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Politicizing the Wives of Abraham

Wednesday, October 8, 2014
4:30 p.m.

Abernethy Reading Room, Axinn Center

Professor Carol Bakhos explores the roles Sarah and Hagar play as matriarchs in the founding family of Abraham and considers contemporary readings of their story. Modern readers are moved by the desire for the children of Sarah and Hagar—Arabs and Jews, Israeli Jews and Palestinians, Jews, Christians and Muslims—to live in peaceful co-existence. Bakhos will argue that reading the Genesis story in order to illumine political and social issues often ignores or distorts the narrative’s framework.

Carol Bakhos is Professor of Near Eastern Languages and Cultures at UCLA. She is the Chair of the Study of Religion program and Director of the Center for the Study of Religion. Her research interests include rabbinic literature, late antique Judaism and comparative Jewish, Christian and Muslim scriptural interpretation. In addition to many scholarly articles, she is the author of Ishmael on the Border: Rabbinic Portrayals of the First Arab, and editor of several books including Judaism in its Hellenistic Context, Current Trends in the Study of Midrash and the co-edited work, The Talmud in its Iranian Context.  Her most recent publication, The Family of Abraham: Jewish, Christian and Muslim Interpretations (Harvard University Press) came out this summer. Professor Bakhos currently serves on the Executive Board of the Association for Jewish Studies.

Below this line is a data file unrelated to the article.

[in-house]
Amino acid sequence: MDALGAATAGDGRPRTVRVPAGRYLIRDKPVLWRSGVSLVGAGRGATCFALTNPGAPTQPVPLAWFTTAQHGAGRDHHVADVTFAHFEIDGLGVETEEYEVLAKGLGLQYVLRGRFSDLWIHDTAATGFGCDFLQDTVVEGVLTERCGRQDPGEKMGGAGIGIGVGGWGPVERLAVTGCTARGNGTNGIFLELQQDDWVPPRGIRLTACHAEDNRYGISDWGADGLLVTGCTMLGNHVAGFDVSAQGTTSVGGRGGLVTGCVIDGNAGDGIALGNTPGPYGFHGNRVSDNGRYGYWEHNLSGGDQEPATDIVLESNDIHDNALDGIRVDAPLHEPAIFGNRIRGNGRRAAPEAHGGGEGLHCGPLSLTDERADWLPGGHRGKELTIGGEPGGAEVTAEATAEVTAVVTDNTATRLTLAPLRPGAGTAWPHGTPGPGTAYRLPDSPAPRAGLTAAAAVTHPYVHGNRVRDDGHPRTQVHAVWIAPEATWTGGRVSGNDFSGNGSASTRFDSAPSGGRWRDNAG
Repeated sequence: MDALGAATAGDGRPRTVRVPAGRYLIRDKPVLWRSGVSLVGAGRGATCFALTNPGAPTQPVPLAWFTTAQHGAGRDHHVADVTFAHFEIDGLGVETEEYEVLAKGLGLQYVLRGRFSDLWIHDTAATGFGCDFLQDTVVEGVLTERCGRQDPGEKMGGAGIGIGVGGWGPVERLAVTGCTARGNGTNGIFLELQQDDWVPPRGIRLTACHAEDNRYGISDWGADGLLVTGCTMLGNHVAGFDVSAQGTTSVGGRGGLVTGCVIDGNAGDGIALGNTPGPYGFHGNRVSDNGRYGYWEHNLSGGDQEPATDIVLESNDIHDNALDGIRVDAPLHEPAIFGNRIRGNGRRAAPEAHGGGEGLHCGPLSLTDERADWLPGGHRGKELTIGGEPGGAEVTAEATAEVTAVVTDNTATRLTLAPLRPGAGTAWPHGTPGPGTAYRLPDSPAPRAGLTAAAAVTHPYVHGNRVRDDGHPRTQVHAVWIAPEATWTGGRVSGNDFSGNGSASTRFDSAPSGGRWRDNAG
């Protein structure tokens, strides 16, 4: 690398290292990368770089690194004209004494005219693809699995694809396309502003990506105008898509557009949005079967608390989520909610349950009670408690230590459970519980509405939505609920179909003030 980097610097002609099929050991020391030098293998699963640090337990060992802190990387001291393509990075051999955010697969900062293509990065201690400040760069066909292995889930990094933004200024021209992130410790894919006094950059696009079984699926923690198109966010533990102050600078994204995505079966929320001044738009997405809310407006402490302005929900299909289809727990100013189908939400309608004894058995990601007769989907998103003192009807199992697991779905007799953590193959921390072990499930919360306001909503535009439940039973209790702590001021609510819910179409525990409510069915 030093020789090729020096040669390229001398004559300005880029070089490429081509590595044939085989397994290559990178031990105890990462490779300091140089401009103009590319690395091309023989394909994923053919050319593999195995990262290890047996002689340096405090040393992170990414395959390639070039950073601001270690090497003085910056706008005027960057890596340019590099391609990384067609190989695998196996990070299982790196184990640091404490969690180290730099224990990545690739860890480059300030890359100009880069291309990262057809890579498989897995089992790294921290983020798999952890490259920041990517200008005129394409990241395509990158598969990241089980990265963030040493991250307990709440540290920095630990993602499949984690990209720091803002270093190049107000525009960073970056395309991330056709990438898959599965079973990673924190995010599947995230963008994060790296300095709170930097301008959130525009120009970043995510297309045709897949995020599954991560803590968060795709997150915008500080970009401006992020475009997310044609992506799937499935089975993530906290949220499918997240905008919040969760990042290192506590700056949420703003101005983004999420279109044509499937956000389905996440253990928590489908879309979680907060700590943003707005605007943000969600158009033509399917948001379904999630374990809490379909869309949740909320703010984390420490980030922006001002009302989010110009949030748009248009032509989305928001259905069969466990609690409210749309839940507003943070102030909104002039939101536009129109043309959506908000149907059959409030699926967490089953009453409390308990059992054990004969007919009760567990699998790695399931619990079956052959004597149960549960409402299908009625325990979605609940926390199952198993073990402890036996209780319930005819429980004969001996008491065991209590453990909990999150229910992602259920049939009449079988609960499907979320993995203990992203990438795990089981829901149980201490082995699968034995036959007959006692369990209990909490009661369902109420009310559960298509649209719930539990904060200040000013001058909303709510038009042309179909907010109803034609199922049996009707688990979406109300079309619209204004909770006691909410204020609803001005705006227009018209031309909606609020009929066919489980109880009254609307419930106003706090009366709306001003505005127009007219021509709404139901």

Co-sponsored by the Department of Religion, Ross Commons, The Department of English and American Literatures, the Jewish Studies Program, and the Middle Eastern Studies Program.

 

 

 

Charles P. Scott Center for Spiritual and Religious Life

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